The Solheim Cup has one very big, very glaring, very obvious issue.
The best players in the world of women’s golf are not/were not there.
This biennial contest that pits the USA against Europe has the pomp and ceremony and enthusiasm but that still doesn’t make up for the fact that the only two of the world’s top 10 players were at the Inverness Club last week.
Has the rise of golf in Asia, Australia and New Zealand rendered the Solheim Cup insignificant?
A lot of golf observers will say “yes” to that , some will offer up that it’s still a great spirited competition. But what separates it from Ryder Cup status is the lack of the world’s best being able to compete and show off their skills.
What if — and this is a big “What If” — you formed a team from Asia that included South Korea, Japan, Thailand, the Philippines, Australia and New Zealand? Suppose that team took on the best players from the U.S. and European teams? It would probably be a lopsided affair if you consider the type of “International” team that could be assembled. Perhaps add Canada to the mix so Brooke Henderson (world’s No. 9) would be able to play.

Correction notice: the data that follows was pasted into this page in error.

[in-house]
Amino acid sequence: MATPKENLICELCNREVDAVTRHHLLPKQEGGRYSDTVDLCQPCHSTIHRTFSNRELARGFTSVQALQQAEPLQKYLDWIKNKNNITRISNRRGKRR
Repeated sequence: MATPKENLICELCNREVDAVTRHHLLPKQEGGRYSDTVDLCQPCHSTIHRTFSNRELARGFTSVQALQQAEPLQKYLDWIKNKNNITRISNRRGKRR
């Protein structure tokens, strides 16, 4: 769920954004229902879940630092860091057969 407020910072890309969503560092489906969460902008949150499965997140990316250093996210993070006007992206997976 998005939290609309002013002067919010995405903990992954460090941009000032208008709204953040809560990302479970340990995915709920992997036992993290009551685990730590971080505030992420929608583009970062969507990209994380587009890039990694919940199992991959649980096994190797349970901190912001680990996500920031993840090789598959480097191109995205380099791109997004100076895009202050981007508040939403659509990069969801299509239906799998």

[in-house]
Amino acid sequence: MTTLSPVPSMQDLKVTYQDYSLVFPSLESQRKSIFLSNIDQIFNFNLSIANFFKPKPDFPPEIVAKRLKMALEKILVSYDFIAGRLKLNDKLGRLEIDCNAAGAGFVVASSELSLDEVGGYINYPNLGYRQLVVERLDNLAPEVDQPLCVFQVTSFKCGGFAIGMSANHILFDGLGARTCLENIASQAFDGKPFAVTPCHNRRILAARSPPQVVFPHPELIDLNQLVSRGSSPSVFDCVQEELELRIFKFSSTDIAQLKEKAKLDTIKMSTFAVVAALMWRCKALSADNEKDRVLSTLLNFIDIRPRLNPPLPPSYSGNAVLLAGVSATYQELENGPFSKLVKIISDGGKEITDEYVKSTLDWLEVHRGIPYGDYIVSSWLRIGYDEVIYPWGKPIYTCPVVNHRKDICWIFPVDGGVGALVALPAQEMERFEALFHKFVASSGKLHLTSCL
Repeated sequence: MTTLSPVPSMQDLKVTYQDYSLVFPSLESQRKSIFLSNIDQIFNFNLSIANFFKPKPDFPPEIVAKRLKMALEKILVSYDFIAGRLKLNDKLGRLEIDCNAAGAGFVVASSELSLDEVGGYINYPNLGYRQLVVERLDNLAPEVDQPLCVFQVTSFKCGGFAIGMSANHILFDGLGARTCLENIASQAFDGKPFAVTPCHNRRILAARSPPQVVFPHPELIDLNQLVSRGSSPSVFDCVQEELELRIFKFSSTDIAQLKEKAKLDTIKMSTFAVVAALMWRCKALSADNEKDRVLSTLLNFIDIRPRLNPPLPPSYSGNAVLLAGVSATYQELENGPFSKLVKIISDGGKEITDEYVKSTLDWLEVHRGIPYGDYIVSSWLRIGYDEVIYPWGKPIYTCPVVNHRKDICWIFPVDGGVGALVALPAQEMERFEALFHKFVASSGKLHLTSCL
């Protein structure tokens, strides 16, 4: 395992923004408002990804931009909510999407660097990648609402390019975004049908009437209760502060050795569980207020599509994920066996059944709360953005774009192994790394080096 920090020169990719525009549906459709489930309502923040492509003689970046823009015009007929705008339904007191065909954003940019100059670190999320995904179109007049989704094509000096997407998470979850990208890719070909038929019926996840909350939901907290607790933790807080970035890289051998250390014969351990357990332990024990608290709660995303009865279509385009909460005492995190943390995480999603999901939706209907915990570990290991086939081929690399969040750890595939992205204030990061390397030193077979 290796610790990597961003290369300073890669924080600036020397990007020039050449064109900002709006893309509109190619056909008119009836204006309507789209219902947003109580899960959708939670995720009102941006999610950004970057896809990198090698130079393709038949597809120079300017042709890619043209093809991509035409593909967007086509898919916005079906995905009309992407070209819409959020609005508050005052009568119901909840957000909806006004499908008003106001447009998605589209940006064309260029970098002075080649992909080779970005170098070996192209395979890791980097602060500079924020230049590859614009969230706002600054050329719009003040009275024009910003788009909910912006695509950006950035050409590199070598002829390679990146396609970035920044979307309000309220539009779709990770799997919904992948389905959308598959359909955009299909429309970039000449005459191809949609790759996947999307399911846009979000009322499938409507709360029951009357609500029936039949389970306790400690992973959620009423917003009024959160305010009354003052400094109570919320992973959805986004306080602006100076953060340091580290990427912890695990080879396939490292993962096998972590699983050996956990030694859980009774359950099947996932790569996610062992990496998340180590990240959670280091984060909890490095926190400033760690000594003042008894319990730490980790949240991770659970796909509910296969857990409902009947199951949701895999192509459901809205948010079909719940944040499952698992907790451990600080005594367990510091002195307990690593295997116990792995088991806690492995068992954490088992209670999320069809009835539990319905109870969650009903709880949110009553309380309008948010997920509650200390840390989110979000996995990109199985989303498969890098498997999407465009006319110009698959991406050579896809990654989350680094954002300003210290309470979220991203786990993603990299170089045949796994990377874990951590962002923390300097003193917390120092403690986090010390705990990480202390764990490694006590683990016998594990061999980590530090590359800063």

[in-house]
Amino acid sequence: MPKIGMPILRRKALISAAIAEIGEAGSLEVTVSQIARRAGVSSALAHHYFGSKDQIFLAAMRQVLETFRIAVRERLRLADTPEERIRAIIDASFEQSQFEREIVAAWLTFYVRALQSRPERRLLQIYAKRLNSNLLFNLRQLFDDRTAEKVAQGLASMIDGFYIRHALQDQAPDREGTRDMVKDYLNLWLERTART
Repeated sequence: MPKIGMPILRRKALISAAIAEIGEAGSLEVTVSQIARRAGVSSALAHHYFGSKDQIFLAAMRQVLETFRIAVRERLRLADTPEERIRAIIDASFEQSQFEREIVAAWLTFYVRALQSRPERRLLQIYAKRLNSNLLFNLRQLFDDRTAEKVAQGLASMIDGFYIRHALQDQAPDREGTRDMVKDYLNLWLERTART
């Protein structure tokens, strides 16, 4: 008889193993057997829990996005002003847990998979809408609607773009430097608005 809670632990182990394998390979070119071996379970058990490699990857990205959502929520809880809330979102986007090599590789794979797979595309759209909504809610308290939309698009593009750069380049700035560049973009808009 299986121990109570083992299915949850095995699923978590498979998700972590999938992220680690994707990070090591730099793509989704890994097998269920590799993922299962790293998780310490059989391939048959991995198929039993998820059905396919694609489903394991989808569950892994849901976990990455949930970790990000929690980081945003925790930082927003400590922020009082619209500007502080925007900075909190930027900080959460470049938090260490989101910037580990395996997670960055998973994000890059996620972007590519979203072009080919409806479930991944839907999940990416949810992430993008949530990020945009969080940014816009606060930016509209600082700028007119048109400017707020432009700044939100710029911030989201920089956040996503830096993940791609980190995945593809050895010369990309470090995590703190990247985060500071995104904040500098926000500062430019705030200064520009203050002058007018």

Sure, you had world’s No. 1 Nelly Korda playing her heart out for the losing American side but No. 2 Jin Young Ko (South Korea), No. 3 Inbee Park (South Korea), No. 4 Sei Young Kim (South Korea), No. 5 Lydia Ko (New Zealand), No. 6 Hyo Joo Kim (South Korea), and No. 10 Minjee Lee (Australia) were not there. And that’s a lot of world-class talent that’s NOT on display.
Just outside the top 10 you find 11th-ranked Nasa Hataoka (Japan) and No. 11 Patty Tavatanakit (Thailand). Now throw the Jutanugarn sisters (Ariya and Moriya) into the mix and it would be really, really tough to make that International squad.
So there really needs to be a Solheim International Cup. Only problem, given the depth of international talent it might not be much of a contest.